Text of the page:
Skip to Main Content
Sign In
Toggle Navigation

Open the Navigation Management window, which can be used to view the full current branch of the menu tree, and edit it.

  • Instagram
  • Facebook

MITRA Forum Question Details

Image Picker for Section 0


  • Primer soaking up oil paintApproveRejectUn-ApproveSubscribeUn-Unsubscribe
    Question asked 2018-08-23 15:31:48 ... Most recent comment 2018-08-31 12:46:41
    Oil Paint Sizes and Adhesives

    ​I have a piece of dibond that was sanded and had 2 layers of Bullseye 1-2-3 primer on it and then an old acrylic underpainting for a painting I never started.

    I primed the dibond again with 3 coats of Bullseye 1-2-3 primer over the old acrylic painting and lightly sanded the last layer with very fine grit sandpaper. I then painted a undiluted acryic underpainting with fluid consistency.

    After a few days I painted with oil paint thinned with pure walnut oil and found that around 4-6 hours later parts of the paint were dry and non-shiny as though the oil has been sucked down into the primer/acrylic underpainting.

    In this case I am guessing that the (in total) 5 layers of bulleye 1-2-3 primer resulted in a too absorbant surface, but I expected the acrylic paint to seal the primer to some extent. But it seemed to have no effect judging by the speed the oil paint was sucked into the primer.

    Is this perhaps due to the acrylic resin used in the paint or a property common to all acrylic paints due to their open surface nature? (in contrast to the closed nature of oil paints).. Are all acrylic paints absorbant to oil?


Answers and Comments

  • EditDeleteModerator Answer

    Sorry for the late reply, we just finished our week of graduate art conservation oral presentations and defenses.

    I am not sure what happened in this case other than apparently the five coats of Bullseye 1-2-3 primer created a very absorbent surface. I have encountered similar effects when painting an oil imprimatura on a true gesso ground on a panel. The imprimatura can become very matte in a short period of time. I combat this to a degree by sizing the gesso before applying the imprimatura.

    I certainly would have thought that the acrylic dispersion paint would have lessened the absorbency of the primer but I have never experimented with this combination of materials. I do not think that this effect is common to all acrylic dispersion paints but perhaps other moderators have a comment.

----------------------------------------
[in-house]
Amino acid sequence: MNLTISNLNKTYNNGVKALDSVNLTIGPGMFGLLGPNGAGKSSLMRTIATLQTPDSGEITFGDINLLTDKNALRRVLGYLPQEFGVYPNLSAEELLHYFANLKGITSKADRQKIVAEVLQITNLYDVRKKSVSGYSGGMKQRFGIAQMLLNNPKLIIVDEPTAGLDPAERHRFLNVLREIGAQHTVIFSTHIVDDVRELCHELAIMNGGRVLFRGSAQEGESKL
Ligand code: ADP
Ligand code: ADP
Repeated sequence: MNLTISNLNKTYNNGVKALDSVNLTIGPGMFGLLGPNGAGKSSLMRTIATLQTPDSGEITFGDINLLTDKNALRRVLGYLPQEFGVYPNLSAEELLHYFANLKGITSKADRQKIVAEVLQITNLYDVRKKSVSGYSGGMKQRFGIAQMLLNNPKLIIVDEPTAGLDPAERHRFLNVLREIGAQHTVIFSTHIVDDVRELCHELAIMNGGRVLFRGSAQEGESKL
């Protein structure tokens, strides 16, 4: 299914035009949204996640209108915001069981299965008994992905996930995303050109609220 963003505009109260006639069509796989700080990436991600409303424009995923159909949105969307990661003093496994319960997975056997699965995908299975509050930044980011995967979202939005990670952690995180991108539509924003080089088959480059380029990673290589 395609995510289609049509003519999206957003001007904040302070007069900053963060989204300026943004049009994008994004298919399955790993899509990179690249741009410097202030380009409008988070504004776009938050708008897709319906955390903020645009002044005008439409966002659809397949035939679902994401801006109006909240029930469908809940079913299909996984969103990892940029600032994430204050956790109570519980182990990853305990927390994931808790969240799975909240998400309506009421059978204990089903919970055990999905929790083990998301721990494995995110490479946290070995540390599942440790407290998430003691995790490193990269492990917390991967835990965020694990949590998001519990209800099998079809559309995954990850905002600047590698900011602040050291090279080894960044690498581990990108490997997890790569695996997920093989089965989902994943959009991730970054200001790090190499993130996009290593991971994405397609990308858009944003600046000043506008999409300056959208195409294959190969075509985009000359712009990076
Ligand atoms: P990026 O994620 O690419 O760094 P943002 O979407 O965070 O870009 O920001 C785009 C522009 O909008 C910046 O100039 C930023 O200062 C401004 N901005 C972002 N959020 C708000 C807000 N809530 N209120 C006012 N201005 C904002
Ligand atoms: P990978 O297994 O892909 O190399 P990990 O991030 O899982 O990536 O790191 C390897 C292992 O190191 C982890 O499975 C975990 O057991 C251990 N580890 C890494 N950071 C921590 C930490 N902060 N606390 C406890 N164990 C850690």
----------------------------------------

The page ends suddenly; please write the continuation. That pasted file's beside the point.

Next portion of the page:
Brian Baade
    2018-08-26 17:06:29
  • ApproveRejectUn-ApproveUser Comment

    ​No need to worry about the delay, I'm grateful for everyone here giving their time for free to help us out :)

    It was a shame it happened, I didn't dare use that surface agaib. It does remind me that for all of scientific advances in the creation of art there still seems an awful lot of unknowns about things like this.

    2018-08-27 15:21:16
  • ApproveRejectUn-ApproveUser Comment

    ​Just to add to this, I did a quick test which although not scientific was useful.

    I applied several different products to a normal A4 sheet of printer paper. Once dry for 24 hours I applied one drop (with an eyedropper) of walnut oil to the centre of each section. Over the course of an hour I observed the effects.

    The fastest soaking in was of course a control of walnut directly on the paper.

    Next to that was a layer of white acrylic paint (Acrylicos Vallejo Acrylic Goache range) which the oil started to soak in before the hour was up.

    W&N Galeria Gesso and W&N Professional Clear Gesso were a lot better.

    The best I saw was GAC100 by Golden - no soak in after one hour.

    This confirmed to me that the acrylic paint I was using wasn't blocking the absorbtion of the oil into the primer underneath very much.

    2018-08-31 12:46:41

Page Settings and MetaData:
(Not Shown on the Page)
Page Settings
MetaData for Search Engine Optimization
MITRA Forum Question Details
This page cannot be accessed until you accept the Terms of Use, which can be found here.
Please note that this Terms of Use system uses cookies. If you have cookies disabled you will not be able to accept the agreement. If you delete our cookies you will need to re-accept the Terms of Use.
  • The Department of Art Conservation
  • 303 Old College
  • University of Delaware
  • Newark, DE 19716, USA
  • Phone: 302-831-3489